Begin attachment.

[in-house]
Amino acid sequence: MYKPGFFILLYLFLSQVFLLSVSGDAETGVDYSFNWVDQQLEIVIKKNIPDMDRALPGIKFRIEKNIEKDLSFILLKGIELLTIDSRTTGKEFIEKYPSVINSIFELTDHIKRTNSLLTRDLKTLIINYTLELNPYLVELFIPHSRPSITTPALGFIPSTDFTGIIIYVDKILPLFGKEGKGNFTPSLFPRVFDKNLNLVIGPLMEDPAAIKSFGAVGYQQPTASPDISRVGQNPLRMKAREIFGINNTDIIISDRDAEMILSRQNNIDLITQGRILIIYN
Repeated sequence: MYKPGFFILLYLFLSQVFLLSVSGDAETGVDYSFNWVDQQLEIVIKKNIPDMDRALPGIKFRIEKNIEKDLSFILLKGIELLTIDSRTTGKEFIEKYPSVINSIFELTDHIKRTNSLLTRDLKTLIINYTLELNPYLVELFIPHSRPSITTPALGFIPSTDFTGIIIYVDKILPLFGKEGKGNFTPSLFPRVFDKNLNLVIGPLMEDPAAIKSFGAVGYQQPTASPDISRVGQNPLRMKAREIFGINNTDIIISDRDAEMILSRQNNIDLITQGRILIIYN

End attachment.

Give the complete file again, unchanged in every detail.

[in-house]
Amino acid sequence: MYKPGFFILLYLFLSQVFLLSVSGDAETGVDYSFNWVDQQLEIVIKKNIPDMDRALPGIKFRIEKNIEKDLSFILLKGIELLTIDSRTTGKEFIEKYPSVINSIFELTDHIKRTNSLLTRDLKTLIINYTLELNPYLVELFIPHSRPSITTPALGFIPSTDFTGIIIYVDKILPLFGKEGKGNFTPSLFPRVFDKNLNLVIGPLMEDPAAIKSFGAVGYQQPTASPDISRVGQNPLRMKAREIFGINNTDIIISDRDAEMILSRQNNIDLITQGRILIIYN
Repeated sequence: MYKPGFFILLYLFLSQVFLLSVSGDAETGVDYSFNWVDQQLEIVIKKNIPDMDRALPGIKFRIEKNIEKDLSFILLKGIELLTIDSRTTGKEFIEKYPSVINSIFELTDHIKRTNSLLTRDLKTLIINYTLELNPYLVELFIPHSRPSITTPALGFIPSTDFTGIIIYVDKILPLFGKEGKGNFTPSLFPRVFDKNLNLVIGPLMEDPAAIKSFGAVGYQQPTASPDISRVGQNPLRMKAREIFGINNTDIIISDRDAEMILSRQNNIDLITQGRILIIYN